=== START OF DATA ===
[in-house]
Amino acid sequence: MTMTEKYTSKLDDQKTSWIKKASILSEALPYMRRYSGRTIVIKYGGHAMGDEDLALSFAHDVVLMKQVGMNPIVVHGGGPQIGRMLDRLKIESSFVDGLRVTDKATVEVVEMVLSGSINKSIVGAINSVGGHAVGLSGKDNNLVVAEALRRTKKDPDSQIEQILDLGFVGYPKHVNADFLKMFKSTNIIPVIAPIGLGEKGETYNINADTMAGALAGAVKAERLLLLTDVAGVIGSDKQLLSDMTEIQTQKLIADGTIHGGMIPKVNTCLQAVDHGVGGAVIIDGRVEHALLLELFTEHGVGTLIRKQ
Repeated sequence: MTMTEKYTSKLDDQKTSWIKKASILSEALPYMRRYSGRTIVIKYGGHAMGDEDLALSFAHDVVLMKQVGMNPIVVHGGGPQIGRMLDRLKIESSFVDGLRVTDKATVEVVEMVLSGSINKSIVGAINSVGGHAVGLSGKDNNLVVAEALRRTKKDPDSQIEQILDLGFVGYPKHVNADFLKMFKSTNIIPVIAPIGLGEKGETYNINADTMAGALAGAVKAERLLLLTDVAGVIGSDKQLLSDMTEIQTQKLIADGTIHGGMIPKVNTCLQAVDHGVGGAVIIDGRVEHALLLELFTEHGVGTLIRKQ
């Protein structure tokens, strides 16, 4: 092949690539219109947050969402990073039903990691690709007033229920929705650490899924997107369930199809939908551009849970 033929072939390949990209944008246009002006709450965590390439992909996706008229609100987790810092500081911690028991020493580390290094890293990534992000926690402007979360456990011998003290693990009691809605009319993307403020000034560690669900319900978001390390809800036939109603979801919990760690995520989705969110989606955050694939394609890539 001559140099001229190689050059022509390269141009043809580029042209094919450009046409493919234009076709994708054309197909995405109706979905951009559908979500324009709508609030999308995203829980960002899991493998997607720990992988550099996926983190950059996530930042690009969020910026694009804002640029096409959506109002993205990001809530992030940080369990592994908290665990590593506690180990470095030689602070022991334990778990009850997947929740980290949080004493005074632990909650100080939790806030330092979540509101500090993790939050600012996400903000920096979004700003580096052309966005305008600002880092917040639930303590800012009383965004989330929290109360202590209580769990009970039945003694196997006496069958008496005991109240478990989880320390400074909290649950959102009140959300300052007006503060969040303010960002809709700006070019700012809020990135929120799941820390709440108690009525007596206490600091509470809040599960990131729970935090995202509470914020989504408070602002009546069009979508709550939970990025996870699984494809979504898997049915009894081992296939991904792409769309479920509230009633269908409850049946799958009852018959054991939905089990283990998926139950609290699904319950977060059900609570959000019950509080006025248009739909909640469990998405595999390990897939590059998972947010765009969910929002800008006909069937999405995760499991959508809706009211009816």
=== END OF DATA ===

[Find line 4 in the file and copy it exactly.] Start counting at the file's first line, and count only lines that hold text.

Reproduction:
């Protein structure tokens, strides 16, 4: 092949690539219109947050969402990073039903990691690709007033229920929705650490899924997107369930199809939908551009849970 033929072939390949990209944008246009002006709450965590390439992909996706008229609100987790810092500081911690028991020493580390290094890293990534992000926690402007979360456990011998003290693990009691809605009319993307403020000034560690669900319900978001390390809800036939109603979801919990760690995520989705969110989606955050694939394609890539 001559140099001229190689050059022509390269141009043809580029042209094919450009046409493919234009076709994708054309197909995405109706979905951009559908979500324009709508609030999308995203829980960002899991493998997607720990992988550099996926983190950059996530930042690009969020910026694009804002640029096409959506109002993205990001809530992030940080369990592994908290665990590593506690180990470095030689602070022991334990778990009850997947929740980290949080004493005074632990909650100080939790806030330092979540509101500090993790939050600012996400903000920096979004700003580096052309966005305008600002880092917040639930303590800012009383965004989330929290109360202590209580769990009970039945003694196997006496069958008496005991109240478990989880320390400074909290649950959102009140959300300052007006503060969040303010960002809709700006070019700012809020990135929120799941820390709440108690009525007596206490600091509470809040599960990131729970935090995202509470914020989504408070602002009546069009979508709550939970990025996870699984494809979504898997049915009894081992296939991904792409769309479920509230009633269908409850049946799958009852018959054991939905089990283990998926139950609290699904319950977060059900609570959000019950509080006025248009739909909640469990998405595999390990897939590059998972947010765009969910929002800008006909069937999405995760499991959508809706009211009816």